WHY OAK LEAVES by Bill Vannerson
There have been frequent threads over the years as to why oak leaves are preferable to other speciesí leaves, especially maple leaves, for tank litter in Killie tanks. The book I'm currently reading sheds some light on the subject. The Vegetation of Wisconsin: An Ordination of Plant Communities by John T. Curtis, 1959, University Wisconsin Press, details the differences between the composition of Oak and Maple leaves and may help explain why oak leaves are more favorable to hobbyists in creating soft, acidic water and leaf litter habitats for our fish.
In describing the life cycle of the Sugar Maple, the dominant tree in the Southern Mesic Forest, Curtis notes: "Another effect of the leaves is bought about by their high content of basic nutrient elements at the time of leaf shedding. . . . the nutrients which have been pulled into the leaf by the transpiration stream during the summer remain there and are not withdrawn into the trunks as in the oaks and many other species. When the leaves are shed, they contain high levels of calcium, magnesium and potassium. The high base content of the maple leaves is correlated with the ease of breakdown by the millipedes, fungi and other soil biota." So it's the base elements in maple leaves that likely causes them to quickly degenerate as well as release elements that would cause the water to become harder more alkaline, or at least prevent it from become soft and acidic like oak leaves do.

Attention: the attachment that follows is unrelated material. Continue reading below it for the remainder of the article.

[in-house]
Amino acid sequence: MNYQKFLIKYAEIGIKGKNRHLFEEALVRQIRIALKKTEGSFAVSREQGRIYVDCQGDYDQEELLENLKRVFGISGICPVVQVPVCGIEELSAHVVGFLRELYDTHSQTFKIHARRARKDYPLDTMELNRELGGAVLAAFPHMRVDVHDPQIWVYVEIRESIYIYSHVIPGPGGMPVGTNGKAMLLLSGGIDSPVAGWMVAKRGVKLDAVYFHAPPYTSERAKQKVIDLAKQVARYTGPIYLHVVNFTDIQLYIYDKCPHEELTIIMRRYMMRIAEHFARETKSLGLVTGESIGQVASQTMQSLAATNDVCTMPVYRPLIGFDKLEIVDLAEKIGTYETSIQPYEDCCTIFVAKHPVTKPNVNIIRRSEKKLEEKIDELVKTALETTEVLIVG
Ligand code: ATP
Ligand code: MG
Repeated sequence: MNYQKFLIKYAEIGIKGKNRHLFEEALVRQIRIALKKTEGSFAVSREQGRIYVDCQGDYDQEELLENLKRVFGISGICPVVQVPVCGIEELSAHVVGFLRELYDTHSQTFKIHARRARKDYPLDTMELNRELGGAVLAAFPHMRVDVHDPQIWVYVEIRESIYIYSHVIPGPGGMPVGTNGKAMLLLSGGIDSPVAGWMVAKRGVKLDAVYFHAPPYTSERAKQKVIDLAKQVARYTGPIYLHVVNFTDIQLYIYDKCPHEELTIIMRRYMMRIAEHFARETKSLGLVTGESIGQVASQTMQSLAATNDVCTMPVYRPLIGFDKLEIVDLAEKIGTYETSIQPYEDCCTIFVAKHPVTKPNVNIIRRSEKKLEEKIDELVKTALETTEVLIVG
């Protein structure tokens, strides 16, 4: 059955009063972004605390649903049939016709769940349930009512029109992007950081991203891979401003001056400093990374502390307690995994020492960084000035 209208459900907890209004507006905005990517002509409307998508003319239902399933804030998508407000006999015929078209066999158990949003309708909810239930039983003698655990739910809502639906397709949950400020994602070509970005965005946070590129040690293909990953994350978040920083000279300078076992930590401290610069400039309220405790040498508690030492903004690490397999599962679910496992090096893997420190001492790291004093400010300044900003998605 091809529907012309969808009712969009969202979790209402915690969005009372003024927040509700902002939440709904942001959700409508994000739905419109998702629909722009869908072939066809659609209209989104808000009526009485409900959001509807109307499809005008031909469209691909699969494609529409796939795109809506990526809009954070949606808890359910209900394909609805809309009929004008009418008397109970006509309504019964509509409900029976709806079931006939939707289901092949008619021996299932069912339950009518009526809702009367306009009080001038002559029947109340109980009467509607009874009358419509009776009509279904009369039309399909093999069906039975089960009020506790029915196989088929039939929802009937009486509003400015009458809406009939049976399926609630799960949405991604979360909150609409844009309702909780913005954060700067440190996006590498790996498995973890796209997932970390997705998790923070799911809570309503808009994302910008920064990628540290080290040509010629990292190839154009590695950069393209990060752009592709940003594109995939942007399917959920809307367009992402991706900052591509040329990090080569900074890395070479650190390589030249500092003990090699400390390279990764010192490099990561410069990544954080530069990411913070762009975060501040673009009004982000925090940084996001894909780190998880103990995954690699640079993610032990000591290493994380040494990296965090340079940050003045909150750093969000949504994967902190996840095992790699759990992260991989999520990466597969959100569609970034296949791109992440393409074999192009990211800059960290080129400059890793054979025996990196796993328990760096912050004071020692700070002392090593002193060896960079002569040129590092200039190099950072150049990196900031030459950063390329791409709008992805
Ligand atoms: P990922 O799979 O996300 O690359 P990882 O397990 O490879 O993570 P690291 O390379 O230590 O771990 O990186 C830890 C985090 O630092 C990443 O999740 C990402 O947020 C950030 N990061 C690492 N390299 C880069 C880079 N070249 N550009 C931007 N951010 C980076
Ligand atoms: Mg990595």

The author goes on to say, "[Xeric forest soils] show a greater acidity and lower nutrient content than comparable figures for mesic forest soils. The acidity is apparently the result of organic compounds, especially tannic acids, produced by the oak leaves. The ash content of leaves of various species of oaks varies from 4.5 to 7 percent, in contrast to levels of 10 to 12 percent in sugar maple and basswood. Of this amount of ash, only about 1/3 is in the form of calcium and magnesium oxides, compared to 2/3 in the mesic trees. The low lime content is associated with low palatability by millipedes and other soil fauna and may be partially responsible for the low rate of decay, induced by other soil biota."
So oak leaves have more tannins, which makes them more acid than maple leaves. But they also have less ash composition, which means they cannot release chemicals that would make the water more alkaline, or at least neutral. The lower ash content may also make the leaves less tasty (palatable) and slower to decay, assuming that the aquatic biota that's responsible for leaf decay have similar tastes to forest millipedes!
I must caution that this material is forty years old. But it would stand to reason that these simple statements have remained basically true.